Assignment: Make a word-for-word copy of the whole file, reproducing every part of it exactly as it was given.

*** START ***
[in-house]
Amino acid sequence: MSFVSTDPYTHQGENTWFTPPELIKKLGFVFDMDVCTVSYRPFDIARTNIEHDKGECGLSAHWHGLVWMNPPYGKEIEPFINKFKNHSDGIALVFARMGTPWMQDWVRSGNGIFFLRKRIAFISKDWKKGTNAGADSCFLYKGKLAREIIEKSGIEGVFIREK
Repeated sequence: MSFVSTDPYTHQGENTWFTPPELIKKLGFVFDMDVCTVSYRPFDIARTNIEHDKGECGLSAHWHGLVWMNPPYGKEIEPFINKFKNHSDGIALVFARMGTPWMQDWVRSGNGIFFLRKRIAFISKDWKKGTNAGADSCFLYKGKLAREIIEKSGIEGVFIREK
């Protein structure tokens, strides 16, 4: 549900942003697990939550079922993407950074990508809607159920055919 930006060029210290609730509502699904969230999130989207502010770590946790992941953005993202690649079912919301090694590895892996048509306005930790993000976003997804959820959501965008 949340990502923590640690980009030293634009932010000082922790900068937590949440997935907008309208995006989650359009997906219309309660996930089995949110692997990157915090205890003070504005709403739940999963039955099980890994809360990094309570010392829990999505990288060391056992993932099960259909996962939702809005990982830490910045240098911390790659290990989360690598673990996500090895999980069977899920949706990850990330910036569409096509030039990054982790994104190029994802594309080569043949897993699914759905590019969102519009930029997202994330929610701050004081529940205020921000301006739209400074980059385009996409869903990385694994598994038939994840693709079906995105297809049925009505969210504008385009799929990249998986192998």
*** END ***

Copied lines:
[in-house]
Amino acid sequence: MSFVSTDPYTHQGENTWFTPPELIKKLGFVFDMDVCTVSYRPFDIARTNIEHDKGECGLSAHWHGLVWMNPPYGKEIEPFINKFKNHSDGIALVFARMGTPWMQDWVRSGNGIFFLRKRIAFISKDWKKGTNAGADSCFLYKGKLAREIIEKSGIEGVFIREK
Repeated sequence: MSFVSTDPYTHQGENTWFTPPELIKKLGFVFDMDVCTVSYRPFDIARTNIEHDKGECGLSAHWHGLVWMNPPYGKEIEPFINKFKNHSDGIALVFARMGTPWMQDWVRSGNGIFFLRKRIAFISKDWKKGTNAGADSCFLYKGKLAREIIEKSGIEGVFIREK
């Protein structure tokens, strides 16, 4: 549900942003697990939550079922993407950074990508809607159920055919 930006060029210290609730509502699904969230999130989207502010770590946790992941953005993202690649079912919301090694590895892996048509306005930790993000976003997804959820959501965008 949340990502923590640690980009030293634009932010000082922790900068937590949440997935907008309208995006989650359009997906219309309660996930089995949110692997990157915090205890003070504005709403739940999963039955099980890994809360990094309570010392829990999505990288060391056992993932099960259909996962939702809005990982830490910045240098911390790659290990989360690598673990996500090895999980069977899920949706990850990330910036569409096509030039990054982790994104190029994802594309080569043949897993699914759905590019969102519009930029997202994330929610701050004081529940205020921000301006739209400074980059385009996409869903990385694994598994038939994840693709079906995105297809049925009505969210504008385009799929990249998986192998």